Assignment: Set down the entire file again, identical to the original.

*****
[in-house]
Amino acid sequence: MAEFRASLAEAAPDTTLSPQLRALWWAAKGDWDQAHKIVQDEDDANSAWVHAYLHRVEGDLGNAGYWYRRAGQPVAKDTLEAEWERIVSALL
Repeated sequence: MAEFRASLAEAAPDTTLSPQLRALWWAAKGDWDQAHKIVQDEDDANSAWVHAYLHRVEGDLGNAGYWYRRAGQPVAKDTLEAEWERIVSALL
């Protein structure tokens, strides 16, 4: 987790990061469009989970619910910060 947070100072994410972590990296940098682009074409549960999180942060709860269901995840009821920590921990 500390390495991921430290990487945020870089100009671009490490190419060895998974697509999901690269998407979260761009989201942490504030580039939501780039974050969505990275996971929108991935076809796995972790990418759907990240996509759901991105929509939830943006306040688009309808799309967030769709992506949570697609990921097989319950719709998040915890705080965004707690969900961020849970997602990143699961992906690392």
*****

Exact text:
[in-house]
Amino acid sequence: MAEFRASLAEAAPDTTLSPQLRALWWAAKGDWDQAHKIVQDEDDANSAWVHAYLHRVEGDLGNAGYWYRRAGQPVAKDTLEAEWERIVSALL
Repeated sequence: MAEFRASLAEAAPDTTLSPQLRALWWAAKGDWDQAHKIVQDEDDANSAWVHAYLHRVEGDLGNAGYWYRRAGQPVAKDTLEAEWERIVSALL
């Protein structure tokens, strides 16, 4: 987790990061469009989970619910910060 947070100072994410972590990296940098682009074409549960999180942060709860269901995840009821920590921990 500390390495991921430290990487945020870089100009671009490490190419060895998974697509999901690269998407979260761009989201942490504030580039939501780039974050969505990275996971929108991935076809796995972790990418759907990240996509759901991105929509939830943006306040688009309808799309967030769709992506949570697609990921097989319950719709998040915890705080965004707690969900961020849970997602990143699961992906690392």